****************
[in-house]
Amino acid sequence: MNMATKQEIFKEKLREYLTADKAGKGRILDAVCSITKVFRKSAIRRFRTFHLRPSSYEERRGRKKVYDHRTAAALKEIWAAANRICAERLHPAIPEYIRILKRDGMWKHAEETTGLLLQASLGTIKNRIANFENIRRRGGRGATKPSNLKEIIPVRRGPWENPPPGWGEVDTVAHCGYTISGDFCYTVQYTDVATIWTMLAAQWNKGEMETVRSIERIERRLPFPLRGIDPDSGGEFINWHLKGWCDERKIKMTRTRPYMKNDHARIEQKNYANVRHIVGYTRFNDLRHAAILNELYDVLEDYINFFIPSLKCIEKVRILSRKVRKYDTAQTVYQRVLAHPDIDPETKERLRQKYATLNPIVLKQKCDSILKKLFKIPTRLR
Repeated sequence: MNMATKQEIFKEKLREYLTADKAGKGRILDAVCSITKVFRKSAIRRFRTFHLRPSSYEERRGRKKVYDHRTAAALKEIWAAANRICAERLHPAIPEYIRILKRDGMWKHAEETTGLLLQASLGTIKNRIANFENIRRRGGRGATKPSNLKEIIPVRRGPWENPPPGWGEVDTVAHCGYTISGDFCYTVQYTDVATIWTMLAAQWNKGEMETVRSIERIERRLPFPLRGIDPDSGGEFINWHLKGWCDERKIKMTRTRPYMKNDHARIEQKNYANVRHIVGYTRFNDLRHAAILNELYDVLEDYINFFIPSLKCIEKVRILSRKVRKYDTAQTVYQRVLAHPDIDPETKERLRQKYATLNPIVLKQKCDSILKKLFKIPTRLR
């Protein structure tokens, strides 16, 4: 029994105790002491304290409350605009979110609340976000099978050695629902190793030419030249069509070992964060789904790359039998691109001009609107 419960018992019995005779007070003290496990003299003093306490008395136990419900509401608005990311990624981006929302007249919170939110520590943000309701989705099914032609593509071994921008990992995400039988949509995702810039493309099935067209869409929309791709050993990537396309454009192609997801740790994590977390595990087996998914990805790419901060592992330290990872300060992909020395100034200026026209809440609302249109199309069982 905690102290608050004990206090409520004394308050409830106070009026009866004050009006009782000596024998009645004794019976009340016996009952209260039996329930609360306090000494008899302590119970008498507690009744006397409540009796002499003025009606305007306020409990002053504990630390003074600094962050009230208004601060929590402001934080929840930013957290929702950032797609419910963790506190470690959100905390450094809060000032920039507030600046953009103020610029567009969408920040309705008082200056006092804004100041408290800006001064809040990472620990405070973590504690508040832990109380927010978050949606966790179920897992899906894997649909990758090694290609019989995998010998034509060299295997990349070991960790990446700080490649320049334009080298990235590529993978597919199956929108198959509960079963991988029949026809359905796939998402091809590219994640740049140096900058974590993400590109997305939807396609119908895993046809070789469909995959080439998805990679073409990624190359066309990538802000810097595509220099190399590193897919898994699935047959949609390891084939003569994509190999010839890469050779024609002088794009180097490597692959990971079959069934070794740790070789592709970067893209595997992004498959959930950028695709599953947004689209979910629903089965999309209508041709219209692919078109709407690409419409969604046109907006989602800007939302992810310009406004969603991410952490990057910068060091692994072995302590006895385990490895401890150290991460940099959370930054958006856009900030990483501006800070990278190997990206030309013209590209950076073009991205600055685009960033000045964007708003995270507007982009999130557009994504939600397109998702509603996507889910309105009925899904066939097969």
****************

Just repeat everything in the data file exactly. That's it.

[in-house]
Amino acid sequence: MNMATKQEIFKEKLREYLTADKAGKGRILDAVCSITKVFRKSAIRRFRTFHLRPSSYEERRGRKKVYDHRTAAALKEIWAAANRICAERLHPAIPEYIRILKRDGMWKHAEETTGLLLQASLGTIKNRIANFENIRRRGGRGATKPSNLKEIIPVRRGPWENPPPGWGEVDTVAHCGYTISGDFCYTVQYTDVATIWTMLAAQWNKGEMETVRSIERIERRLPFPLRGIDPDSGGEFINWHLKGWCDERKIKMTRTRPYMKNDHARIEQKNYANVRHIVGYTRFNDLRHAAILNELYDVLEDYINFFIPSLKCIEKVRILSRKVRKYDTAQTVYQRVLAHPDIDPETKERLRQKYATLNPIVLKQKCDSILKKLFKIPTRLR
Repeated sequence: MNMATKQEIFKEKLREYLTADKAGKGRILDAVCSITKVFRKSAIRRFRTFHLRPSSYEERRGRKKVYDHRTAAALKEIWAAANRICAERLHPAIPEYIRILKRDGMWKHAEETTGLLLQASLGTIKNRIANFENIRRRGGRGATKPSNLKEIIPVRRGPWENPPPGWGEVDTVAHCGYTISGDFCYTVQYTDVATIWTMLAAQWNKGEMETVRSIERIERRLPFPLRGIDPDSGGEFINWHLKGWCDERKIKMTRTRPYMKNDHARIEQKNYANVRHIVGYTRFNDLRHAAILNELYDVLEDYINFFIPSLKCIEKVRILSRKVRKYDTAQTVYQRVLAHPDIDPETKERLRQKYATLNPIVLKQKCDSILKKLFKIPTRLR
């Protein structure tokens, strides 16, 4: 029994105790002491304290409350605009979110609340976000099978050695629902190793030419030249069509070992964060789904790359039998691109001009609107 419960018992019995005779007070003290496990003299003093306490008395136990419900509401608005990311990624981006929302007249919170939110520590943000309701989705099914032609593509071994921008990992995400039988949509995702810039493309099935067209869409929309791709050993990537396309454009192609997801740790994590977390595990087996998914990805790419901060592992330290990872300060992909020395100034200026026209809440609302249109199309069982 905690102290608050004990206090409520004394308050409830106070009026009866004050009006009782000596024998009645004794019976009340016996009952209260039996329930609360306090000494008899302590119970008498507690009744006397409540009796002499003025009606305007306020409990002053504990630390003074600094962050009230208004601060929590402001934080929840930013957290929702950032797609419910963790506190470690959100905390450094809060000032920039507030600046953009103020610029567009969408920040309705008082200056006092804004100041408290800006001064809040990472620990405070973590504690508040832990109380927010978050949606966790179920897992899906894997649909990758090694290609019989995998010998034509060299295997990349070991960790990446700080490649320049334009080298990235590529993978597919199956929108198959509960079963991988029949026809359905796939998402091809590219994640740049140096900058974590993400590109997305939807396609119908895993046809070789469909995959080439998805990679073409990624190359066309990538802000810097595509220099190399590193897919898994699935047959949609390891084939003569994509190999010839890469050779024609002088794009180097490597692959990971079959069934070794740790070789592709970067893209595997992004498959959930950028695709599953947004689209979910629903089965999309209508041709219209692919078109709407690409419409969604046109907006989602800007939302992810310009406004969603991410952490990057910068060091692994072995302590006895385990490895401890150290991460940099959370930054958006856009900030990483501006800070990278190997990206030309013209590209950076073009991205600055685009960033000045964007708003995270507007982009999130557009994504939600397109998702509603996507889910309105009925899904066939097969």